One of the biggest medical problems a pet bird can have is heavy metal poisoning. Of course, this intoxication is dangerous for any animal and any person, but birds have a special sensitivity to heavy metals. Birds can easily intoxicate themselves with heavy metals found in their environment. Each type of heavy metal causes distinct symptoms and affects pet birds differently. The three heavy metals that usually cause heavy metal poisoning in birds are lead, zinc, and iron.
The smallest amount of lead or zinc consumed by a bird can send it directly to the veterinarian or can even be fatal. You probably think that there is no place for the bird to ingest such heavy metals in your home. Where could they find them to ingest them? Plus, you take care of the pet and keep it from ingesting such things, right?
Well, things are not that simple. No one can watch a bird 24 hours a day, 7 days a week. And yes, the bird finds places where it can ingest heavy metals. For example, it can chew the cage bars, cage toys, or other items it finds in the cage. Most of these can contain zinc and lead. Therefore, it is recommended that when buying a cage, you make sure it doesn’t have elements containing lead, zinc, or other heavy metals.
Also, the bird can pinch galvanized wires, glued parts with various adhesives, plastic parts, batteries, pieces of linoleum, pieces of glass, jewelry made of non-precious metals, and many more with its beak. All of these can contain heavy metals. This is how easy it is for your bird to get intoxicated!
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Early diagnosis of such poisoning in birds is the key to successful treatment. The symptoms that send you to the emergency veterinarian are:
Zinc and iron are present in food and are needed in small amounts for a healthy bird. But when abnormal amounts are present in the body of the bird, the same heavy metals can lead to poisoning or intoxication.
Lead poisoning is no longer as common as it used to be. Humans have become more aware of the potential danger and are taking precautions not to happen to their birds too.
Poisoning with a heavy metal such as iron can lead to iron storage disease, siderosis, or hemochromatosis, which causes the deposition of nutrients in the internal organs of the body. This can lead to liver problems and affect other organs.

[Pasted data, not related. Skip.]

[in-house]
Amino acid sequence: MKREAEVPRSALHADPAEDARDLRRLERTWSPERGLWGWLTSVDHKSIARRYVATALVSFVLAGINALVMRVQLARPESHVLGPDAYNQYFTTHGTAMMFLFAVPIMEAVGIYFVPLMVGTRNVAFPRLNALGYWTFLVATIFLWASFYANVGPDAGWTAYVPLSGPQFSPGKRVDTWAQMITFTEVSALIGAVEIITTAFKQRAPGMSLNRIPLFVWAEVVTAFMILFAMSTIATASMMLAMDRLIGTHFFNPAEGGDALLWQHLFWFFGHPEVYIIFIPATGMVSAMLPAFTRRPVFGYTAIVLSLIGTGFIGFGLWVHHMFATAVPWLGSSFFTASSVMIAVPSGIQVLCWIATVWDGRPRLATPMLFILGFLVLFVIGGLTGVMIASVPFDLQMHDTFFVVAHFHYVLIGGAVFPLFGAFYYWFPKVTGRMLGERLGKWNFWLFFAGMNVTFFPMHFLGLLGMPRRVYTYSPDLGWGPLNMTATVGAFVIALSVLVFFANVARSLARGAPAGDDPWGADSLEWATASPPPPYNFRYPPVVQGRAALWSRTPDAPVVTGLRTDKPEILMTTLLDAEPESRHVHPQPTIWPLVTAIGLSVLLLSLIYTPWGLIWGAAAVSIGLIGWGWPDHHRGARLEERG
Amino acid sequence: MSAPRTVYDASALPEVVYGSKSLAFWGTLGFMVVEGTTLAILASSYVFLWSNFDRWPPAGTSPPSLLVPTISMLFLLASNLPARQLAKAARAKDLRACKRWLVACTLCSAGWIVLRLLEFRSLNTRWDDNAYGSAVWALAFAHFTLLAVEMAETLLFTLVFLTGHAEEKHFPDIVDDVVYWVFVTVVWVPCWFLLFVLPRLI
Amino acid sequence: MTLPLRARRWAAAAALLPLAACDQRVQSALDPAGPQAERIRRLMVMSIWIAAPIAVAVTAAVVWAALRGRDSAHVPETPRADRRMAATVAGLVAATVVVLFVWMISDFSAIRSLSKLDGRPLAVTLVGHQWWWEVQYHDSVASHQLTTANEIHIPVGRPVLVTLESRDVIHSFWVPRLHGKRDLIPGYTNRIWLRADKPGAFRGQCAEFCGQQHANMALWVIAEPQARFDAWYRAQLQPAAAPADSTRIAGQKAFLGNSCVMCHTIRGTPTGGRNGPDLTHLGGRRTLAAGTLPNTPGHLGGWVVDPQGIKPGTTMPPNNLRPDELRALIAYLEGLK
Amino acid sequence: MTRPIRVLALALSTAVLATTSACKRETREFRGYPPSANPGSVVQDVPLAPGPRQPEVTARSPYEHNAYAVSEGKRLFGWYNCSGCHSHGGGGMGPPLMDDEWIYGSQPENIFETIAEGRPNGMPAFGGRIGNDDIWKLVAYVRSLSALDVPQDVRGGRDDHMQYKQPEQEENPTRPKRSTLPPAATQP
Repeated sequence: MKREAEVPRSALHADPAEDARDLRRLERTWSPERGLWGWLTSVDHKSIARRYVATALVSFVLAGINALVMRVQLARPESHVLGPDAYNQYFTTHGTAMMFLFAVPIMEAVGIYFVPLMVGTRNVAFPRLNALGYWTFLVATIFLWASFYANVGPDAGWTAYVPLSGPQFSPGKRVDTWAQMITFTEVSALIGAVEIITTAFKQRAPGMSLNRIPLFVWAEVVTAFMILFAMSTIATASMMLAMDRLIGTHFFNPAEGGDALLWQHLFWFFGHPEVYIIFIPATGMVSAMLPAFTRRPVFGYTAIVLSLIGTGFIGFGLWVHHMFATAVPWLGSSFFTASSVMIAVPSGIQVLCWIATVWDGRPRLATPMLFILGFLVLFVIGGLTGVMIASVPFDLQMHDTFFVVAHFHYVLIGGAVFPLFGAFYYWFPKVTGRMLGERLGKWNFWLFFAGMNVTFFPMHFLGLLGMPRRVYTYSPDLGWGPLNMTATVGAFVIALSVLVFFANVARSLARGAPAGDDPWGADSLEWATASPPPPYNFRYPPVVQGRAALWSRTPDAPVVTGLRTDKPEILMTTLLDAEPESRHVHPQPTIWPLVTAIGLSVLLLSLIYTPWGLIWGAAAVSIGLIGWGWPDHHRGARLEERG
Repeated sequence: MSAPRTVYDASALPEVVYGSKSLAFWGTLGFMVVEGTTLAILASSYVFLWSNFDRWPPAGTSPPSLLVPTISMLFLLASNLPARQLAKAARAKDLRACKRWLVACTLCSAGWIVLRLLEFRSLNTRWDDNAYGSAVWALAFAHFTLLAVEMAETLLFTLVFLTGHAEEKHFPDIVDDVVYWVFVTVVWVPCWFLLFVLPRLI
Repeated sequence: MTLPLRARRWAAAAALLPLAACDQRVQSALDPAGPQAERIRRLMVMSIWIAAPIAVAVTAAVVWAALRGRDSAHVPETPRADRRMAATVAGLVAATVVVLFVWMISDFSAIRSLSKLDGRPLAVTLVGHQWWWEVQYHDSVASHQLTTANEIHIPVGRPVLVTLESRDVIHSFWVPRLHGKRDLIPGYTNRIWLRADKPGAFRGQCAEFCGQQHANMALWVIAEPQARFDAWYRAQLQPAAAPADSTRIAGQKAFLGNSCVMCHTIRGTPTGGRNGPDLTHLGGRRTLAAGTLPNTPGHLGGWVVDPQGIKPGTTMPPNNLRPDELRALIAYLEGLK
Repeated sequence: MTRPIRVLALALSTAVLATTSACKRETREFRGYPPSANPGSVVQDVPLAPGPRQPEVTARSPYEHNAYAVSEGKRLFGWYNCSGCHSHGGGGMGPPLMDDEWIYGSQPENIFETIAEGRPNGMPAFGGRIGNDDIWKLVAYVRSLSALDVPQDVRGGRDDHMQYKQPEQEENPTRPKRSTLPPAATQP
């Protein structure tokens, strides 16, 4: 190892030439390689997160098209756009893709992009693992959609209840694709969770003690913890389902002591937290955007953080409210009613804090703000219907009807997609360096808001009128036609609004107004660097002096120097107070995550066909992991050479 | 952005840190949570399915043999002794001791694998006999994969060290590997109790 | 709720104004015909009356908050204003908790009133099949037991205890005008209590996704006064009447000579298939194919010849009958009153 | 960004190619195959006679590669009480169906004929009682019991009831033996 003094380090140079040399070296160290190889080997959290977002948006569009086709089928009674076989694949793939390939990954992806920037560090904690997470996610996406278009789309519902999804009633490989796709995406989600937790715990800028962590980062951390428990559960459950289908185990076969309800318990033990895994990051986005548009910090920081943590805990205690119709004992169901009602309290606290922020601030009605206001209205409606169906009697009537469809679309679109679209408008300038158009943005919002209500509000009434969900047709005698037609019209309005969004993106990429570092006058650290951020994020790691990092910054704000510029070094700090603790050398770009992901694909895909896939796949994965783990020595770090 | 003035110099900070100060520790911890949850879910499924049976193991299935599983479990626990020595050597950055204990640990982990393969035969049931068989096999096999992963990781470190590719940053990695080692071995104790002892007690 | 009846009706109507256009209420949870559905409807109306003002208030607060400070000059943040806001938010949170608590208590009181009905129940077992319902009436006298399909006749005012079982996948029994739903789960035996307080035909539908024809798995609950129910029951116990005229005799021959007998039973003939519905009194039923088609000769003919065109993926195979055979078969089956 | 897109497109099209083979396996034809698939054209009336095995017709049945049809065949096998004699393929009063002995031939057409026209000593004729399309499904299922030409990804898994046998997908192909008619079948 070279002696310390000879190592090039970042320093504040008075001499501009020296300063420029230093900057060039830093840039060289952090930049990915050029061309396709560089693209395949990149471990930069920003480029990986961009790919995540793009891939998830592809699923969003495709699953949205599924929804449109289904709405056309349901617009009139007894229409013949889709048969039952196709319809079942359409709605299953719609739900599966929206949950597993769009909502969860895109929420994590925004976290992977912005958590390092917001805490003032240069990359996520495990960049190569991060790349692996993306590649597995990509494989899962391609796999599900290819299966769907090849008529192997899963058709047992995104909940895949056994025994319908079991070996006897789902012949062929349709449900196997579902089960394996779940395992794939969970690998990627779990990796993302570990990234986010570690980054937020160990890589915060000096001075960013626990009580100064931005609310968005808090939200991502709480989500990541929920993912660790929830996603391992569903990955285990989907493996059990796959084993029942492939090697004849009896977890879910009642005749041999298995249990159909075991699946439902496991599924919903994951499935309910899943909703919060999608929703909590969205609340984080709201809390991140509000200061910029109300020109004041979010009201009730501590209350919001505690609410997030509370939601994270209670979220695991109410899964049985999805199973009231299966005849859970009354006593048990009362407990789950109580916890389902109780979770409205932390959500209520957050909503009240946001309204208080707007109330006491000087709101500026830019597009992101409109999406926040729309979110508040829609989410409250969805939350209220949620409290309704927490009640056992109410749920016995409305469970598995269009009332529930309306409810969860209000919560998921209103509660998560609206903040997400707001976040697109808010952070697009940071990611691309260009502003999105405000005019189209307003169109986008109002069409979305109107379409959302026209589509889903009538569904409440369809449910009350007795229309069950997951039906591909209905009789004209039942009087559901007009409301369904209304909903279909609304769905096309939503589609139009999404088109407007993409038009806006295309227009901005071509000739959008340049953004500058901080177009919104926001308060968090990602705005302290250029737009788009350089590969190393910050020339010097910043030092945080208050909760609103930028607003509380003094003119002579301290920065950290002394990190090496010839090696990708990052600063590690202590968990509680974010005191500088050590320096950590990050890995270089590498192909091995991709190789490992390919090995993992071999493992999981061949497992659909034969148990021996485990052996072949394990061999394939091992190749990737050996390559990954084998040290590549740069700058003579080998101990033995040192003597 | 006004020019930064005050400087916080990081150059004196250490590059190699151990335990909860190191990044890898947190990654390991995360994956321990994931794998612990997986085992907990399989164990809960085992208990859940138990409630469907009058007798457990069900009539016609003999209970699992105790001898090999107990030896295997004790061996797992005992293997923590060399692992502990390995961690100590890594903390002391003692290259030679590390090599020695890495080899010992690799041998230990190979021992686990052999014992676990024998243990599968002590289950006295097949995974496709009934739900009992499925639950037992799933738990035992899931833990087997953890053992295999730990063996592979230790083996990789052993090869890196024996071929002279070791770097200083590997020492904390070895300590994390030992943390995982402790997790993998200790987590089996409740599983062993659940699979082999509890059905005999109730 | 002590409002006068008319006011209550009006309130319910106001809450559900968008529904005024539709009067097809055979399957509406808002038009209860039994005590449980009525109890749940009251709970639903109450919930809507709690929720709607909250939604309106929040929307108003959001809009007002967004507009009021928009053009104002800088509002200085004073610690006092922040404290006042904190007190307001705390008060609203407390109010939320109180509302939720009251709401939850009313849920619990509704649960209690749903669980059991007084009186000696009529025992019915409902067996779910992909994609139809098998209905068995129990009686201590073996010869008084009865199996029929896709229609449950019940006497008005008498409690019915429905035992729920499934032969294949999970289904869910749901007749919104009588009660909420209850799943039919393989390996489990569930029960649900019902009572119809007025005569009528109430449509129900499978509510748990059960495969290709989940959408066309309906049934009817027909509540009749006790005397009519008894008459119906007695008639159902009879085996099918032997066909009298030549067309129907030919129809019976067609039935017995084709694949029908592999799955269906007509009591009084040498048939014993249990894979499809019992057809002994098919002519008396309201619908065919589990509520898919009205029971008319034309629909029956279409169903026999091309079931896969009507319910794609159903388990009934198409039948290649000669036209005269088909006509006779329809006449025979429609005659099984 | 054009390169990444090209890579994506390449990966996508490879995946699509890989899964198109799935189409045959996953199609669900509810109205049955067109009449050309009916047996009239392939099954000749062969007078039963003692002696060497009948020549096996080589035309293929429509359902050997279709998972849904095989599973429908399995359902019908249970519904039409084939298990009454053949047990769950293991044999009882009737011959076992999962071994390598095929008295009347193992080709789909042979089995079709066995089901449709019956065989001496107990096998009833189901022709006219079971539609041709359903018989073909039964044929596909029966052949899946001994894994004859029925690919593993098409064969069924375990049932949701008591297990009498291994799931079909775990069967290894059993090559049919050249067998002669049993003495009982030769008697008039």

Parrots are more exposed to heavy metal poisoning due to their strong beak and curiosity. The most common type of poisoning is zinc poisoning because it is contained in the galvanized mesh used to make volitions, bird cages, adapters, and feeders.
Heavy metal poisoning first affects the central nervous system and kidneys, presenting as clinical signs: Strain, depression, and ataxia.
However, due to neurological dysfunction of the upper digestive tract, birds will vomit. Mucus can accumulate in the mouth. In an attempt to remove it, the bird will also cover the feathers on its head. Other clinical signs include polyuria, polydipsia, color change, anorexia, and sudden death.
If you suspect heavy metal poisoning in your bird, take it to the vet immediately for an examination. Usually, the doctor will perform X-rays, which can identify the type of heavy metal. Blood tests can also determine the presence of heavy metals.
The veterinarian will immediately begin treatment for detoxification without even waiting for laboratory tests. Quick action is essential to save the life of the bird intoxicated with heavy metals.
After the bird recovers from its intoxication, the veterinarian will continue with treatment and animal support food, so that the little patient can fully recover. Fortunately, properly treated intoxication leads to complete healing without leaving any trace. The bird will be out of danger if you take it to the vet early. Cases, where the organs remain damaged and cause the death of the bird, are quite rare.
Treatment consists of:
Chelation is an organic compound used to detoxify toxic metal agents and treat this condition. Chelating agents are repeatedly injected into the muscles of the poisoned bird until the blood levels of the bird return to normal. When the condition of the bird stabilizes, the chelating agent can be administered orally at home.
The recovery of the poisoned bird is generally faster in case of mild to moderate poisoning with heavy metals.
You can easily avoid heavy metal poisoning by removing any heavy metals that can be ingested from your bird’s environment. That is the cage and the materials used for the restraint. Instead, buy cages and accessories from non-toxic materials such as stainless steel and welded wires.
If your bird is outside the cage, make sure there are no sources of heavy metals available for consumption. Lead can be found in old paint, stained glass, lead curtains, fishing utensils and solders/pastes, and toys. Copper is present in electrical wires.
Therefore, prevention of further exposure should be carried out both at the gastrointestinal level and in the animal environment. Internally, lubricants such as paraffin will be used to remove metals from the ventricle. For the decontamination of the habitat, external, will be identified and removed the source of intoxication.
However, it is necessary to pay close attention to your bird. They are very talented in hiding their symptoms. Therefore, pay attention to any signs and changes, no matter how small. Do not ignore any signals, as the condition of birds with metal intoxication can degrade very quickly.